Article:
A Travel Guide about Niue Island in the South Pacific

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Mutalau sea track and Reef Flats

 Mutalau district and Uluvehi Reef are located at the extreme North of Niue. It is considered a historic place where in 1846 Peniamina Nukai came back to Niue from Samoa to introduce Christianity among Niueans. From Mutalau, Perniamina propagated the religion village to village until reaching the South. It ended years of disputes and internal wars between Niueans of different villages. Mutalau was also an important point of departure and arrival to overseas Island such as Samoa and the Cook islands. From there many produces passed to be sold in these Islands and most of the plants and fruits you see on the Island today came to Niue from this port. (It is not a port at all, just a reef flat with very dangerous waves breaking on it).

The access is very easy because you can drive your car almost to the end of the reef flat. From the main road that circles the Island, there is a sign pointing to the village. After you enter the village, just keep left and follow the gravel road. Near it's end you'll be surrounded by coconut palms (photo). At the very end, a wide concrete road leads the way to the reef flat. Park your car under the large tree (for shade) just before the concrete road starts. From there, all you have to do is walk in very easy inclination to the point where they keep the outrigger canoes. From the car park to this point it is not more than a  6 minutes walk. You'll arrive at a place where concrete stairs gives access to the reef flats (larger photo on the top of this page).

From ancient times the inhabitants of Mutalau keep their outrigger canoes inside small natural caves in the cliffs face. There are about 3 of these caves, some empty and one with four or five canoes. The caves are high enough to keep the canoes safe in case of huge swells. To enter the sea, seamen must carry the canoes stairs down for about 30 metres until they reach the reef flat. The sea and winds are much stronger in this side of the Island and fishing can only be done in very calm conditions. Due to the breeze that blows constantly, the trees grow up with their foliage bended to the predominant side of the wind.

Another thing that grabed our attention in Mutalau was the degree of difficulty they must face to launch their canoes into the sea. When we were there, even being an experienced surfer, I saw no way to pass the waves breaking over the reef without things ending in disaster. The waves that day were much bigger than at any other side of the island, and as I found out later, the sea there is like that most times of the year. Note that they have to enter the sea by passing waves breaking on a very shallow reef platform and paddle as much as possible to evict to be "caught inside" by the next wave. If that happens, I can imagine a situation of life or death, where the canoe will be thrown over the reef for the suction of the next wave suck it into the belly of the next wave. Pretty Heavy stuff, I think.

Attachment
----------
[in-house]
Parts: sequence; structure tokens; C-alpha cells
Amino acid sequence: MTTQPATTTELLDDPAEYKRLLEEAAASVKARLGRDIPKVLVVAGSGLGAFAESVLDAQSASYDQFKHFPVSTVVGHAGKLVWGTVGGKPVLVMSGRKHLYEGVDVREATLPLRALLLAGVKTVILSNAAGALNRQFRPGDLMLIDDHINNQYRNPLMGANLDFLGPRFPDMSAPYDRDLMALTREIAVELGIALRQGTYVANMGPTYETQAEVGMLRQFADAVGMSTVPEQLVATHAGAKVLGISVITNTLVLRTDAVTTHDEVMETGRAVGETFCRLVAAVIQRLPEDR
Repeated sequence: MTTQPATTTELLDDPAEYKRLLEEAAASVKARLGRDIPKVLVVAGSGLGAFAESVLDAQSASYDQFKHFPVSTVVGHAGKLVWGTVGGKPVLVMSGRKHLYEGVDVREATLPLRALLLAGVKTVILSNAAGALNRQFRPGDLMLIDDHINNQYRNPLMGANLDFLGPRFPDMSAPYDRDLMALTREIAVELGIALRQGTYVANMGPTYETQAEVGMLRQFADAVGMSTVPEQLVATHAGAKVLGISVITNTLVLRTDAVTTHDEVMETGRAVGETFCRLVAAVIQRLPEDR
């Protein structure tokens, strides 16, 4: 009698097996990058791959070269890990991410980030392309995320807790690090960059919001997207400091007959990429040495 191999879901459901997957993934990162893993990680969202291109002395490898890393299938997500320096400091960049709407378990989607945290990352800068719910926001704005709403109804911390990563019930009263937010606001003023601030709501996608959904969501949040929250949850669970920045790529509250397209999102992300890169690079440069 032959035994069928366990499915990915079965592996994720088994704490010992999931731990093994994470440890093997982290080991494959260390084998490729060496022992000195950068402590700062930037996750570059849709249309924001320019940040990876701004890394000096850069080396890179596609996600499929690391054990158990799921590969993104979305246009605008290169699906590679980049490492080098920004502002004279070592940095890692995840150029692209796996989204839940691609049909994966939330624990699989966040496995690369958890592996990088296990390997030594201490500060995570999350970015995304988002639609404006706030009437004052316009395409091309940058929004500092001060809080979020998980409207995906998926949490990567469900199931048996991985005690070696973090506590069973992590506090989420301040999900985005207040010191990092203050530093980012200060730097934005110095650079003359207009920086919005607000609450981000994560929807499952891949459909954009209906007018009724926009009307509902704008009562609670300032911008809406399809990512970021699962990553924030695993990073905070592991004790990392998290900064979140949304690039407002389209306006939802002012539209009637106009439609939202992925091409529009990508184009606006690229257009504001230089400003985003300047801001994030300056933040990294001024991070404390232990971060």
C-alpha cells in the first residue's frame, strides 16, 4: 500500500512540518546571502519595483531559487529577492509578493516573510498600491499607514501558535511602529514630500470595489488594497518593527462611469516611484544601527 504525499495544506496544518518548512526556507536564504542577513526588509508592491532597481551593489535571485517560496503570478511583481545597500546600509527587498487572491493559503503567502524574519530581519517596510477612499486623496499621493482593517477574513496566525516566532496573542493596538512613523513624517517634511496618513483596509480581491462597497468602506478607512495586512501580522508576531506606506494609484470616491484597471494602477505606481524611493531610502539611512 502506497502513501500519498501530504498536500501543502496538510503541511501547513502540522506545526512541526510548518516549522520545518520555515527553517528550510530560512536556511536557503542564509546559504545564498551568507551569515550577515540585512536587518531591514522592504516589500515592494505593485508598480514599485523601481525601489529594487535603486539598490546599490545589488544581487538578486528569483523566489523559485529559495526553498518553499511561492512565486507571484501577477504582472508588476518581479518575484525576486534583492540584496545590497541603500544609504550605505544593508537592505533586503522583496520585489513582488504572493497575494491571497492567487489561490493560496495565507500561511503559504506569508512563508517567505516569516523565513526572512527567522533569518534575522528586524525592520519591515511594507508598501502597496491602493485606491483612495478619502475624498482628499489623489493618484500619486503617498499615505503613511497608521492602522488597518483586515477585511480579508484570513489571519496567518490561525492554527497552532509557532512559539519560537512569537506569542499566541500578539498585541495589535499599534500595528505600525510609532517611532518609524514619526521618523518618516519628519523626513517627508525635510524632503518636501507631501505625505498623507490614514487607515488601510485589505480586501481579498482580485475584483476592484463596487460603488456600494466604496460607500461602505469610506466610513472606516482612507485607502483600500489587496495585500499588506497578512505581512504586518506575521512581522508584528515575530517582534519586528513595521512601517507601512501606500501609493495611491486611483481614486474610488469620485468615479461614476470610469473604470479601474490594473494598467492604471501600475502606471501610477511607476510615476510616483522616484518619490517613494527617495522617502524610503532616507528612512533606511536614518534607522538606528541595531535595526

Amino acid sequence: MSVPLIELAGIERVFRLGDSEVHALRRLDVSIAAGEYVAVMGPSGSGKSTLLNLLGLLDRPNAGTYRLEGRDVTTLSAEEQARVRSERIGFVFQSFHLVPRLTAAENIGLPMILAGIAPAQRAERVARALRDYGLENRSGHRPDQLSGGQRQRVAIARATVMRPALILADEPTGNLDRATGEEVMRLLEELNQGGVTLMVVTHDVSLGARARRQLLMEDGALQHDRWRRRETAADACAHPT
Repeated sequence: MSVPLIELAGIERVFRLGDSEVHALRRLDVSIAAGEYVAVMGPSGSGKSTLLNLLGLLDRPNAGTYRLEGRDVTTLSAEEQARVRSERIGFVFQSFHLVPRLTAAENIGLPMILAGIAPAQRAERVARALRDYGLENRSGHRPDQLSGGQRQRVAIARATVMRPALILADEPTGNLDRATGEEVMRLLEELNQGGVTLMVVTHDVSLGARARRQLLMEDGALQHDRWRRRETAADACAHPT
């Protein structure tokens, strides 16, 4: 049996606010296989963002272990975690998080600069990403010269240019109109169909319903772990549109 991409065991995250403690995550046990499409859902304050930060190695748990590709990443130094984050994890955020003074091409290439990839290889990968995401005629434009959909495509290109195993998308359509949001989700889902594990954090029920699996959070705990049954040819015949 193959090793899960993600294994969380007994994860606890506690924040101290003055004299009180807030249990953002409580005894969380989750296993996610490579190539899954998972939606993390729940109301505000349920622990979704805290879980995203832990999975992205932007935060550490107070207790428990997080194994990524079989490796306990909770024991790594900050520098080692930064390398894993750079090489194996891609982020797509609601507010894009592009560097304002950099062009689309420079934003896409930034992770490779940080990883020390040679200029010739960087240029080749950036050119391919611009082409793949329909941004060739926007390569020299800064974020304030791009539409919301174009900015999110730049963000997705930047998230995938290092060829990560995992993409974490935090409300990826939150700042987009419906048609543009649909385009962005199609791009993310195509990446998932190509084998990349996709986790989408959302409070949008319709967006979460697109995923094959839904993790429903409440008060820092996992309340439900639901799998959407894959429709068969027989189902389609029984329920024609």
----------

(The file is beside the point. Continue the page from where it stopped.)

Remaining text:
Well, there is not much else to talk about Mutalau, and there is not another attraction in the area except Ulupehi itself, anyway, the place is very beautiful and very pleasant to be in. The views are gorgeous and the winds were very refreshing. If you're doing a round the Island tour, Mutalau is a nice place to stop by and have a picnic. We made sandwiches and took juice and cups to all activities we did in Niue. Remember, there are no places to buy anything when you cruising around the Island except in Alofi and one or two other places.

The sign on the round the Island road, indicates the entrance to the track. The parking area is a nice place for a picnic. The constant winds bends the trees forever
In front of the parking area, a wide path leads to the reef flats and boat caves. One of the Caves in the huge cliff is used as safe storage for outrigger canoes. 

Stairs leads to the reef flat.

View from the reef flat.

A different track from the parking area takes you to this lookout, but there is no access to the reef. (the track was in very bad shape and I do not recommend going there). On this track we found nice tree branches on the ground almost ready to become a walking stick which we used during our entire stay.




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